Nearly a decade into operating the city’s waterfront, the need for the Corner Brook Port Corporation to find new revenues is becoming more and more important.
The divestiture of the port from Transport Canada became a reality in 2004 with a deal that saw the federal government hand over $15 million to go towards the stewardship and maintenance of the originally divested assets.
That money has to be used up within a 15-year period or it will revert back to the federal coffers.
In the financial statements released as part of the port corporation’s annual general meeting Wednesday evening, the entity indicated that the remaining repayable contribution of the divestiture money was at a little more than $5.6 million as of Dec. 31, 2013.
That amount does not reflect everything the port corporation has in its coffers. The port also has assets, including real estate, infrastructure and investments. The balance of its unrestricted net assets stood at nearly $3.25 million at the end of 2013.
The port does generate income too, including interest gained from the divestiture money, and the total net income in 2013 was $945,886.
“While this income may appear to be quite lucrative, it is important to remember that the corporation will have to generate adequate revenues to finance new capital investment and to maintain existing assets after divestiture funds have been depleted to ensure the future economic sustainability of the Corner Brook port,” read the corporation’s annual report.
The port corporation will continue to focus on three areas to generate its future revenue: industrial operations, real estate and cruise tourism.
The loss of the Oceanex weekly freight shipping service in the spring of 2011 remains a significant blow to the corporation’s financial position, but the port continues to look for other revenue from industrial operations.
“We do feel strongly that this is really where the growth and potential is for the port to increase our overall business,” said Nora Fever, the corporation’s business development manager.
Short-sea cargo service
Fever said the establishment of the winter ferry service to Blanc Sablon has been a big help and passenger and vehicle traffic has increased every year the service has been offered through Corner Brook.
The port corporation still sees a short-sea cargo service — such as that provided by Oceanex — returning to Corner Brook, but said the local economy is not there yet.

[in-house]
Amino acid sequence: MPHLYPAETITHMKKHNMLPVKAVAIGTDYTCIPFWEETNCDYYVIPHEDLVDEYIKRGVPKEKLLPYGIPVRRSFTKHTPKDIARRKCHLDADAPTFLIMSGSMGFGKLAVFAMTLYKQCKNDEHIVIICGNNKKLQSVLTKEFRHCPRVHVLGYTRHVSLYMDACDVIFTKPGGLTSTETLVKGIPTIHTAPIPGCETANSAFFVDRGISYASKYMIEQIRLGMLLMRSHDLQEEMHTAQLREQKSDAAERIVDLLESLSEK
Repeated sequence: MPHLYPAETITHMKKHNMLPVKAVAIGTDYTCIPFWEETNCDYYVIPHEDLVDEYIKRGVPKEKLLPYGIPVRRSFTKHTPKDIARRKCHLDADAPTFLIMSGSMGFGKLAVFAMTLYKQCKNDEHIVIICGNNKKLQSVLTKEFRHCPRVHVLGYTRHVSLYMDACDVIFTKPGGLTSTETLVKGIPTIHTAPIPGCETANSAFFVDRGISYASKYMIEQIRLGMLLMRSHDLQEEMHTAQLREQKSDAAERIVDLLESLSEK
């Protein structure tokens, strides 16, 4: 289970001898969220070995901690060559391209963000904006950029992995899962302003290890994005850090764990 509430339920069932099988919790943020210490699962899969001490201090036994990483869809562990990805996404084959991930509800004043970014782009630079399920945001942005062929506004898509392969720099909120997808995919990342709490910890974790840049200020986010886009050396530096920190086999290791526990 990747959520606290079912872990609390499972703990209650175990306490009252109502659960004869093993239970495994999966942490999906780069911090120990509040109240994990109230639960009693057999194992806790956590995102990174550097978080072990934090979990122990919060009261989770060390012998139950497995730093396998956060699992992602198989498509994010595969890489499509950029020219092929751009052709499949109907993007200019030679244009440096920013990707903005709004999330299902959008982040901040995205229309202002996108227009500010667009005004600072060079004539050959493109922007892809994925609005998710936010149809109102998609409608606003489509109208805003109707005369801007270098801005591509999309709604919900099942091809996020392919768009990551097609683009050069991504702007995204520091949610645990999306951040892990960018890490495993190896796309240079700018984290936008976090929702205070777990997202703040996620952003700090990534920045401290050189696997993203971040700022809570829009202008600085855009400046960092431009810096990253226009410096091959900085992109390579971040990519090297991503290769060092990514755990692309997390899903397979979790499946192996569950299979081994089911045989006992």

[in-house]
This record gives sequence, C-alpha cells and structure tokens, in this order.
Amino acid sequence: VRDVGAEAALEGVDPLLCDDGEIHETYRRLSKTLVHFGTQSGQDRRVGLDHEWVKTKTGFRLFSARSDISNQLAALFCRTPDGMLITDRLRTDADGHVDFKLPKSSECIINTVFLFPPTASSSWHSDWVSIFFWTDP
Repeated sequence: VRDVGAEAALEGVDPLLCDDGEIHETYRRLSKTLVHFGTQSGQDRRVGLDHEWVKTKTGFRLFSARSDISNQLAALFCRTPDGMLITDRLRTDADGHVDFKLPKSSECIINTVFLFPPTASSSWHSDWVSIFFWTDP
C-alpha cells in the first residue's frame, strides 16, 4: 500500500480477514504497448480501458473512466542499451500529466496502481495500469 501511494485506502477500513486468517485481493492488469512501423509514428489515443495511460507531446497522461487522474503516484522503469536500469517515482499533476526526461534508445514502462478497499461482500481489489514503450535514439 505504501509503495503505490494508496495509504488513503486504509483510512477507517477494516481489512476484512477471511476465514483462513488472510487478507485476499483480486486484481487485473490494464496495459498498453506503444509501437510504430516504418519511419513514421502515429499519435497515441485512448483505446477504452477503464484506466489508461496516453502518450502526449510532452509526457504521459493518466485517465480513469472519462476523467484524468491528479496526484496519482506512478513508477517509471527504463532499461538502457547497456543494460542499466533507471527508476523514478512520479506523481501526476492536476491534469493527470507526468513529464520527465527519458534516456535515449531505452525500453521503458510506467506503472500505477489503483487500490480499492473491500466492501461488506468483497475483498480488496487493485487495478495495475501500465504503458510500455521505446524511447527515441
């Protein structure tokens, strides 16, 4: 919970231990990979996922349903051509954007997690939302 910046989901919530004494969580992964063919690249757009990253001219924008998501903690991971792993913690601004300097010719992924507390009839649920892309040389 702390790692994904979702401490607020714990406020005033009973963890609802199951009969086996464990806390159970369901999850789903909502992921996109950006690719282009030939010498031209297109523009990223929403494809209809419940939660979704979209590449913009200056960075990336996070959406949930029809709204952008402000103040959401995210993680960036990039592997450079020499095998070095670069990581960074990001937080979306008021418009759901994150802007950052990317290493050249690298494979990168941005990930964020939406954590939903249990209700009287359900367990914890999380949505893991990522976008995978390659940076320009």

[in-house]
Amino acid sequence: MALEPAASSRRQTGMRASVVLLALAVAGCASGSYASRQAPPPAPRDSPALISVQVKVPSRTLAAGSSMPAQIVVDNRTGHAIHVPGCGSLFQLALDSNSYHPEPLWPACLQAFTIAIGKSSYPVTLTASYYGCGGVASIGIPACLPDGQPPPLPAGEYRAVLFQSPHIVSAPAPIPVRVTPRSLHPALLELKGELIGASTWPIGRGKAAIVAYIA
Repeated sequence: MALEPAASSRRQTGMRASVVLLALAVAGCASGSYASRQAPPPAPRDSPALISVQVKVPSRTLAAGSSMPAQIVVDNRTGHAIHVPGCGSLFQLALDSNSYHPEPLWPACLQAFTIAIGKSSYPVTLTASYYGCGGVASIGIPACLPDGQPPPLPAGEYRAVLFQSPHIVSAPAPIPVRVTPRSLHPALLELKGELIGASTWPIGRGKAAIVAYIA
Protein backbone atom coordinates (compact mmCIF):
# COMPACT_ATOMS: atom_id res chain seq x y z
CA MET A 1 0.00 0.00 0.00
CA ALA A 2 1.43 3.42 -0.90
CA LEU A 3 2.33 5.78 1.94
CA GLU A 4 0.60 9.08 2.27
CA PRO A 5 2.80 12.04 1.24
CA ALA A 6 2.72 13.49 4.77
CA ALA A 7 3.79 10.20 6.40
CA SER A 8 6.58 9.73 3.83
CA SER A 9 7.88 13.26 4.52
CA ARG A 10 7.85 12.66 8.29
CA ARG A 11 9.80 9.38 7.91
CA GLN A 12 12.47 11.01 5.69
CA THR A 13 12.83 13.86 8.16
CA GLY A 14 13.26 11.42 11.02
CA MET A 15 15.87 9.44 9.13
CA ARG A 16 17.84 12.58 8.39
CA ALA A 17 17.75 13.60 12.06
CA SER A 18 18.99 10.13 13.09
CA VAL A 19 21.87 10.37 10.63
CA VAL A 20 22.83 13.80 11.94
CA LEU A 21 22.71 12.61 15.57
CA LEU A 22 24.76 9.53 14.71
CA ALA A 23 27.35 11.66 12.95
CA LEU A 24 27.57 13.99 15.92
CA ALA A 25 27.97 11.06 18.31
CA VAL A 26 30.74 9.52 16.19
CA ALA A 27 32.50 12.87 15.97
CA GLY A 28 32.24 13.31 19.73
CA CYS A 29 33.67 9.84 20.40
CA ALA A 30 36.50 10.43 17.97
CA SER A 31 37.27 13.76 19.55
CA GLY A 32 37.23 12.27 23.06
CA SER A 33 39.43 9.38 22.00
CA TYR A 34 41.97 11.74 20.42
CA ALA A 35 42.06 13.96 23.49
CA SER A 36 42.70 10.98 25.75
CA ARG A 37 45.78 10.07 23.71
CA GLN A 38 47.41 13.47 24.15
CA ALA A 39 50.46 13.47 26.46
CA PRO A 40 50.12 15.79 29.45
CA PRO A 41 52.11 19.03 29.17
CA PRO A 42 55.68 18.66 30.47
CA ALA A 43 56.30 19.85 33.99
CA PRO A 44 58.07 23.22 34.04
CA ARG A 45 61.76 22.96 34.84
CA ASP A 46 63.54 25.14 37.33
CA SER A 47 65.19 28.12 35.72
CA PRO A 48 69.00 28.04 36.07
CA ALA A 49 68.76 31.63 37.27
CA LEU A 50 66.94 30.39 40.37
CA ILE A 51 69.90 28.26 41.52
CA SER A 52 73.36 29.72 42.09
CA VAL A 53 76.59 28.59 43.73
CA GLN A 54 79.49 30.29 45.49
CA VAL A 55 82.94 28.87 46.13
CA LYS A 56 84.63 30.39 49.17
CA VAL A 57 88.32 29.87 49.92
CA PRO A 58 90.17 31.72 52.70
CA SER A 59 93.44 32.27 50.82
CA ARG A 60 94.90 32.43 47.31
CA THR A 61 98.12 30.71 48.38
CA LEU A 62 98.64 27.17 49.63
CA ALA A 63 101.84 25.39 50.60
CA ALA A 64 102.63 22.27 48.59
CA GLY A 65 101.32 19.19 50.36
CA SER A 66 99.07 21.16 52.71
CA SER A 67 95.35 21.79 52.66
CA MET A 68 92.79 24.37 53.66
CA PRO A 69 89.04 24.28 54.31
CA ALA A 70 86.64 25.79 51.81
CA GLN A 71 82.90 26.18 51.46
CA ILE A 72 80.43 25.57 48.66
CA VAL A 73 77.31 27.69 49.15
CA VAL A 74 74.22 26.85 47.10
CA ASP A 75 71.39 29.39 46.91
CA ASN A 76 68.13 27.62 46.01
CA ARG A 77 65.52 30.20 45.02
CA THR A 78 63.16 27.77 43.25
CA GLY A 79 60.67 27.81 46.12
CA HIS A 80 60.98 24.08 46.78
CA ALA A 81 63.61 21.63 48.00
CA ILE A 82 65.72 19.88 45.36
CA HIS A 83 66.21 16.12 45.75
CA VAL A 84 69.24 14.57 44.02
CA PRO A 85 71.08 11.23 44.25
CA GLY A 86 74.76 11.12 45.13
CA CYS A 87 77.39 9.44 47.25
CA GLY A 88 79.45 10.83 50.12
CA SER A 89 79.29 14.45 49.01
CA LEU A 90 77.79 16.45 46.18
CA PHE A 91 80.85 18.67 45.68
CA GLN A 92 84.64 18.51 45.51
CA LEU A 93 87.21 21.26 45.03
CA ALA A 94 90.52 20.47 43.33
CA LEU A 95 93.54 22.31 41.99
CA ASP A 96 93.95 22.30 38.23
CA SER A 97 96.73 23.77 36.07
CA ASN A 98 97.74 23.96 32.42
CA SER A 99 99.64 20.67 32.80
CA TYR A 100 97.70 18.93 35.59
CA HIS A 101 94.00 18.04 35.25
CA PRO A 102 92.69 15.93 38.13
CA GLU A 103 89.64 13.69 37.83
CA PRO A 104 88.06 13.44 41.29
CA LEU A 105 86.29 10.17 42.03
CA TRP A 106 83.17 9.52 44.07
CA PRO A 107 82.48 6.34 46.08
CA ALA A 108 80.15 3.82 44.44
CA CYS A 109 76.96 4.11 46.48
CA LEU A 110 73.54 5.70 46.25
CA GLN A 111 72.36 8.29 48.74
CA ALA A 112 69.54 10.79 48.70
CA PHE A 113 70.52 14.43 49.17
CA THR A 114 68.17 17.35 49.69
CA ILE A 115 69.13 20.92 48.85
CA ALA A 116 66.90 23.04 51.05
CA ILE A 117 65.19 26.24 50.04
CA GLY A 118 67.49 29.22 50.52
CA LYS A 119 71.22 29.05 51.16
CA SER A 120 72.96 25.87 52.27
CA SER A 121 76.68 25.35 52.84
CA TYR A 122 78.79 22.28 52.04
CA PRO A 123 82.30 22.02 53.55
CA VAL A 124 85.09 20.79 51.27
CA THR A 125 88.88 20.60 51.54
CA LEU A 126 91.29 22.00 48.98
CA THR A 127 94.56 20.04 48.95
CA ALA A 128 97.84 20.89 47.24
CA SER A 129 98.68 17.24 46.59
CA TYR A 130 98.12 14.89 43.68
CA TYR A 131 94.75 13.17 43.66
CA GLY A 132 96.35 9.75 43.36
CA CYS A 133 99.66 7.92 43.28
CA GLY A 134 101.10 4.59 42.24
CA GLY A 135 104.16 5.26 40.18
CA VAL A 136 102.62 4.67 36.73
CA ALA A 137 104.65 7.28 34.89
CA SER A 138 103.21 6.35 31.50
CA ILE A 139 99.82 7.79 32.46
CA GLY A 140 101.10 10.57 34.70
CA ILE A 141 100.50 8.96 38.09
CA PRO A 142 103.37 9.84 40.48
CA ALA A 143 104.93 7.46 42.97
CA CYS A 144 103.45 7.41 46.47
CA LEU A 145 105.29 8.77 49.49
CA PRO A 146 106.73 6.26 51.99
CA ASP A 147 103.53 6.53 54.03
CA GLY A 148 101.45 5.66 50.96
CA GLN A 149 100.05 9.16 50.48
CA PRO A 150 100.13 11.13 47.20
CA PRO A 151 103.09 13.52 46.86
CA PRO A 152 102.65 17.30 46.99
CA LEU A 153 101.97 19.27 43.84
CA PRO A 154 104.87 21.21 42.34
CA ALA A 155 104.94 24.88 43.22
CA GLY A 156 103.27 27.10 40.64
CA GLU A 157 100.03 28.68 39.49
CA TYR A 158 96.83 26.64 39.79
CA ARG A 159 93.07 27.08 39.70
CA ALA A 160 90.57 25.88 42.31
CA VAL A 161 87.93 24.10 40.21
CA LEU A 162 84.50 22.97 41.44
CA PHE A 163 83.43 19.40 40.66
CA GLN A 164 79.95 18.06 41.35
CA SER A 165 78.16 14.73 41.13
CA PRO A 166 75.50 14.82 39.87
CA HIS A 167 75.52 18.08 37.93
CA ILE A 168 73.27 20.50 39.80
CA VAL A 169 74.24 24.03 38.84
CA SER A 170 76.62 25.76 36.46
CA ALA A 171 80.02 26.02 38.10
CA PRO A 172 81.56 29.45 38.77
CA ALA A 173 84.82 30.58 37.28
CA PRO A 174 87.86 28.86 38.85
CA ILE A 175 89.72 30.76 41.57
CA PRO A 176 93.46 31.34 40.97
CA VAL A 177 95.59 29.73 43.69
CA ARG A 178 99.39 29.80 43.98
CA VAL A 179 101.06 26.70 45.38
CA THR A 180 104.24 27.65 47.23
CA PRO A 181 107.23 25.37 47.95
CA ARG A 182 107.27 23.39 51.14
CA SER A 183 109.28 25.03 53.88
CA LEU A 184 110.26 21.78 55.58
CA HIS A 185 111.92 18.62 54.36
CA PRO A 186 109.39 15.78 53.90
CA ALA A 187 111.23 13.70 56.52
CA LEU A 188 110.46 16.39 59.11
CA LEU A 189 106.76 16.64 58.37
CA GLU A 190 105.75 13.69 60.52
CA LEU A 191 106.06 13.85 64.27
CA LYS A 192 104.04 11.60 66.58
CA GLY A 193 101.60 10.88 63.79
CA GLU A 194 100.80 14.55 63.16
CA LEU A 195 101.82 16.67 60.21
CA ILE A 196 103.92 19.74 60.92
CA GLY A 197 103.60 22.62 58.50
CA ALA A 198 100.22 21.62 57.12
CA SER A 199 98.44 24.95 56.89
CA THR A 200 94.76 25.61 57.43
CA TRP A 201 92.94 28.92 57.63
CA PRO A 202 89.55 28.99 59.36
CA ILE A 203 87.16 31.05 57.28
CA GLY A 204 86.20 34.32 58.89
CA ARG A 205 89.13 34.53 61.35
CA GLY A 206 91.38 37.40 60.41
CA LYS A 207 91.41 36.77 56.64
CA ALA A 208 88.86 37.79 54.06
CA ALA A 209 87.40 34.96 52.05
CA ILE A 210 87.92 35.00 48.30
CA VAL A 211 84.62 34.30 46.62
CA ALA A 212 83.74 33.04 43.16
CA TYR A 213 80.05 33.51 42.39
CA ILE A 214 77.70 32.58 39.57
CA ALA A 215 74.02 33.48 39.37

“The continued lack of a regular freight service is a concern for us, but we recognize that a significant amount of outbound cargo is necessary to warrant a regular service,” said Fever. “We feel that increasing our industrial activity through different projects and different sectors could warrant the return of a regular cargo service.”
That’s why the port corporation supported the plans for Thomas Resources to establish a garnet and kyanite quarry west of Corner Brook, a project that has since been withdrawn by the company. The corporation also would like to see a wind farm project proposed for western Newfoundland by Beothuk Energy come to fruition, not to mention more activity in the oil and gas sector along the west coast.
In terms of real estate, especially the former Lafarge gypsum plant building, the port is interested in pursuing tenants that have the potential to increase tonnage to and from the port.
After a record year for cruise ship visits in 2012, Corner Brook saw 13 visits in 2013 and was still the busiest cruise port in Newfoundland and Labrador last year. The corporation said it sees this as an integral part of its business model because of the economic impact it has on the city and region.
There will be nine visits in 2014, with the first of those happening May 30 when the Marina visits with up to 1,250 passengers and 800 crew.
The forecast is for a similar number of ships as this year to head to Corner Brook for the next several years. The city will be playing host to the 2014 Canada-New England Cruise Symposium in June and the port corporation is hoping this event will help drum up further interest in Corner Brook as a port of call.
Ensure viability after 2019
Jackie Chow, the corporation’s chief executive officer, said the port has been covering its expenses with its operational revenues for several years now, but said finding new sources of revenue is needed to ensure viability after 2019 and the expiration of the divestiture funding.
“We need to be able to diversify our revenues so that, when we take on new capital and take on long-term maintenance of existing assets, we have the revenue to support it,” she said.
Since the divestiture of the Corner Brook port, the federal government has given over ownership of other Canadian ports with deals that include a 20-year deadline for federal funding to be used up or handed back. Chow said a deadline extension for Corner Brook beyond 2019 may be pursued, if it’s deemed necessary when the time comes.
“If we get to a point in time when that deadline is looming and we haven’t drawn down all that money, we would certainly go back and talk to Transport Canada about whether that period could be extended,” she said.